There are a couple of more aspects of Akbar’s psychological profile that need our attention. From anecdotal data provided by different chronicles, we suspect that Akbar also suffered from a couple of neurological conditions.
First, although none of the historians suggest it, we dare to propose that he could have been a case of Dyslexia, i.e. learning handicap hampering ability in reading and writing. We suspect this because almost all chroniclers including his official historian abul fazl inform us, although apologetically and in a veiled way, that Akbar could never learn the letters and remained illiterate despite all the education he received. Our belief is further strengthened by another apparently disconnected fact recorded by Jesuits that Akbar used to have a tendency to quickly lose his concentration in conversations, a known symptom of the condition, and that he used to jump abruptly from one topic to the other, like a child, confusing the Jesuits who thought it was due to his impatience with them. Besides, there is another fact recorded by some of his biographers which suggest that Akbar had a rather visual mind with liking for arts of various kinds, another strong Dyslexic trait. Akbar was not only fond of drawings and paintings but also reasonably good at it himself. He patronized many Hindu and Persian artists in his royal studio, which he used to visit once a week, and used to particularly love doing calligraphy himself, having learnt the art from khwAjA abdus-samad, his Persian court artist (and in footsteps of Akbar, one of the earliest denouncers of Islam at the court).
Akbar although illiterate was not un-intelligent. The Jesuit observes: “Echebar… was interested in, and curious to learn about many things, and possessed an intimate knowledge not only of military and political matters, but also of many of the mechanical arts…, could discourse on the laws of many sects, a subject of which he made a special study. Although he could neither read nor write, he enjoyed entering into debates with learned doctors. He always entertained at his court, dozen or so (learned men)… To their discussions, now on one subject now on another…he was a willing listener, believing that by this means he could overcome the disadvantage of his illiteracy.”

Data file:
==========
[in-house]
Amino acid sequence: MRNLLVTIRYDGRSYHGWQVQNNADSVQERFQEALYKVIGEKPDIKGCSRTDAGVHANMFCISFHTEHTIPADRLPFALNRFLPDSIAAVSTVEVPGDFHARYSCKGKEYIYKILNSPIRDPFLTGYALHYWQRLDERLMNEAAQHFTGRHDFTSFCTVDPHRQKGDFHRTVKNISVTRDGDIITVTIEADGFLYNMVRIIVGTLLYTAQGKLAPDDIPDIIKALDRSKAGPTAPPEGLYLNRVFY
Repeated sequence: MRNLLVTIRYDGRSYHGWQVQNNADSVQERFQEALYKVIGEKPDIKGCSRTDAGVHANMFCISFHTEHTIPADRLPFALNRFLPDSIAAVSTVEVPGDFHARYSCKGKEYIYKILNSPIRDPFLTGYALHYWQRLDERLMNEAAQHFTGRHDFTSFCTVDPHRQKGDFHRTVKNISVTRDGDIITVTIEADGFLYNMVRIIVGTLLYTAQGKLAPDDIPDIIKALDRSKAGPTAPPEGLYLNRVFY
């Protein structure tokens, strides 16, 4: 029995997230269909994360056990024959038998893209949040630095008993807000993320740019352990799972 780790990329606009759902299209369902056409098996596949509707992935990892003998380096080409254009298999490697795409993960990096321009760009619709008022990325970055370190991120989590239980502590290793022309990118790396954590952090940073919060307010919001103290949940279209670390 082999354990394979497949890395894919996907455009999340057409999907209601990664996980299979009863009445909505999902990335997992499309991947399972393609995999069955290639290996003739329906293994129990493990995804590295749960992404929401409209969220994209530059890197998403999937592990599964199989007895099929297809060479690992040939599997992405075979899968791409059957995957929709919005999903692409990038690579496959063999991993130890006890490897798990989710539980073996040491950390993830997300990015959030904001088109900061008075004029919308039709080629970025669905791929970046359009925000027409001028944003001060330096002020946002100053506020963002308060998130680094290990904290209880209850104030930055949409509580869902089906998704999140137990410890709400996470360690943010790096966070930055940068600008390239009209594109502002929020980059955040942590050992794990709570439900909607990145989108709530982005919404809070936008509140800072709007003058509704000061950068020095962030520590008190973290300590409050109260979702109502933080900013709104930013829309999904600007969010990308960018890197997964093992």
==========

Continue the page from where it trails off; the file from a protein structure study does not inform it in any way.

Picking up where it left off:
Being neither a neurologist nor a historiographer, whereas the subject demands one to be both, we can be wrong in diagnosing him as Dyslexic, but certainly when Oak calls Akbar an illiterate stupid, he is being uncharitable, and when A L Srivastava says that being “a truant child he did not sit down to read and write”,  he too is ignoring the fact that even in his adulthood Akbar unsuccessfully attempted to learn the letters and failed, while at the same time he was able to learn many other things and must have been intelligent enough to have created a vast and stable empire for himself and rule over it for over half a century.